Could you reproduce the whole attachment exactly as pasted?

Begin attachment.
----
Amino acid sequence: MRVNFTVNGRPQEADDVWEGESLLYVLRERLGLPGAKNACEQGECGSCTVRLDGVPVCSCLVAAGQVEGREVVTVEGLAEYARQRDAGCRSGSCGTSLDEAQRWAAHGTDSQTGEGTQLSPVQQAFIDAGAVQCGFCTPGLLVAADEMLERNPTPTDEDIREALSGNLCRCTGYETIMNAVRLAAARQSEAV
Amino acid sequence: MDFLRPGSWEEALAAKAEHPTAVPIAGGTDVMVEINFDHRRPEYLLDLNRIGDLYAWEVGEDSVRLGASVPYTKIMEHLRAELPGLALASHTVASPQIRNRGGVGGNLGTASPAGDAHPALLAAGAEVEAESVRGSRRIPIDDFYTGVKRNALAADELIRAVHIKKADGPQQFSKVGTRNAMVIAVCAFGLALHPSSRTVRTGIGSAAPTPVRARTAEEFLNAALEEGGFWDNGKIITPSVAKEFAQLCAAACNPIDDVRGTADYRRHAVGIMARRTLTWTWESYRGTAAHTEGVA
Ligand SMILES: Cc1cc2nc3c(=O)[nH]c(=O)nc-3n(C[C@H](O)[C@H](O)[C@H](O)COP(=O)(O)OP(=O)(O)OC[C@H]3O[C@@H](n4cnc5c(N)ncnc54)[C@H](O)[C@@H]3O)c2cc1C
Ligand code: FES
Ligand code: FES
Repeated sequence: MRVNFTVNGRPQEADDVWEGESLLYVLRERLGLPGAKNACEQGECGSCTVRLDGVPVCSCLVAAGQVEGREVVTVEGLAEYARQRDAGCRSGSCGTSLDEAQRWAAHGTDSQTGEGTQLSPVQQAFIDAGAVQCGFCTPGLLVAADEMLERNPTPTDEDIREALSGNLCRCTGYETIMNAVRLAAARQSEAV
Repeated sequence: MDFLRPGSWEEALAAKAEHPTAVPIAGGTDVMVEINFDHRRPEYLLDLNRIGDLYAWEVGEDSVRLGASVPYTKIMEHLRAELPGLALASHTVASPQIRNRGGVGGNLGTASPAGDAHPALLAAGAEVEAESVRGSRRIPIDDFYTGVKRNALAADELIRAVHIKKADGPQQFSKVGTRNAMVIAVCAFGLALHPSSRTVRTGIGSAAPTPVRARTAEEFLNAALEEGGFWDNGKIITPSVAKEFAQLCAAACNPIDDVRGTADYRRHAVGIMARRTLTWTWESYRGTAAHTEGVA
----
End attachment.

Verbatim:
Amino acid sequence: MRVNFTVNGRPQEADDVWEGESLLYVLRERLGLPGAKNACEQGECGSCTVRLDGVPVCSCLVAAGQVEGREVVTVEGLAEYARQRDAGCRSGSCGTSLDEAQRWAAHGTDSQTGEGTQLSPVQQAFIDAGAVQCGFCTPGLLVAADEMLERNPTPTDEDIREALSGNLCRCTGYETIMNAVRLAAARQSEAV
Amino acid sequence: MDFLRPGSWEEALAAKAEHPTAVPIAGGTDVMVEINFDHRRPEYLLDLNRIGDLYAWEVGEDSVRLGASVPYTKIMEHLRAELPGLALASHTVASPQIRNRGGVGGNLGTASPAGDAHPALLAAGAEVEAESVRGSRRIPIDDFYTGVKRNALAADELIRAVHIKKADGPQQFSKVGTRNAMVIAVCAFGLALHPSSRTVRTGIGSAAPTPVRARTAEEFLNAALEEGGFWDNGKIITPSVAKEFAQLCAAACNPIDDVRGTADYRRHAVGIMARRTLTWTWESYRGTAAHTEGVA
Ligand SMILES: Cc1cc2nc3c(=O)[nH]c(=O)nc-3n(C[C@H](O)[C@H](O)[C@H](O)COP(=O)(O)OP(=O)(O)OC[C@H]3O[C@@H](n4cnc5c(N)ncnc54)[C@H](O)[C@@H]3O)c2cc1C
Ligand code: FES
Ligand code: FES
Repeated sequence: MRVNFTVNGRPQEADDVWEGESLLYVLRERLGLPGAKNACEQGECGSCTVRLDGVPVCSCLVAAGQVEGREVVTVEGLAEYARQRDAGCRSGSCGTSLDEAQRWAAHGTDSQTGEGTQLSPVQQAFIDAGAVQCGFCTPGLLVAADEMLERNPTPTDEDIREALSGNLCRCTGYETIMNAVRLAAARQSEAV
Repeated sequence: MDFLRPGSWEEALAAKAEHPTAVPIAGGTDVMVEINFDHRRPEYLLDLNRIGDLYAWEVGEDSVRLGASVPYTKIMEHLRAELPGLALASHTVASPQIRNRGGVGGNLGTASPAGDAHPALLAAGAEVEAESVRGSRRIPIDDFYTGVKRNALAADELIRAVHIKKADGPQQFSKVGTRNAMVIAVCAFGLALHPSSRTVRTGIGSAAPTPVRARTAEEFLNAALEEGGFWDNGKIITPSVAKEFAQLCAAACNPIDDVRGTADYRRHAVGIMARRTLTWTWESYRGTAAHTEGVA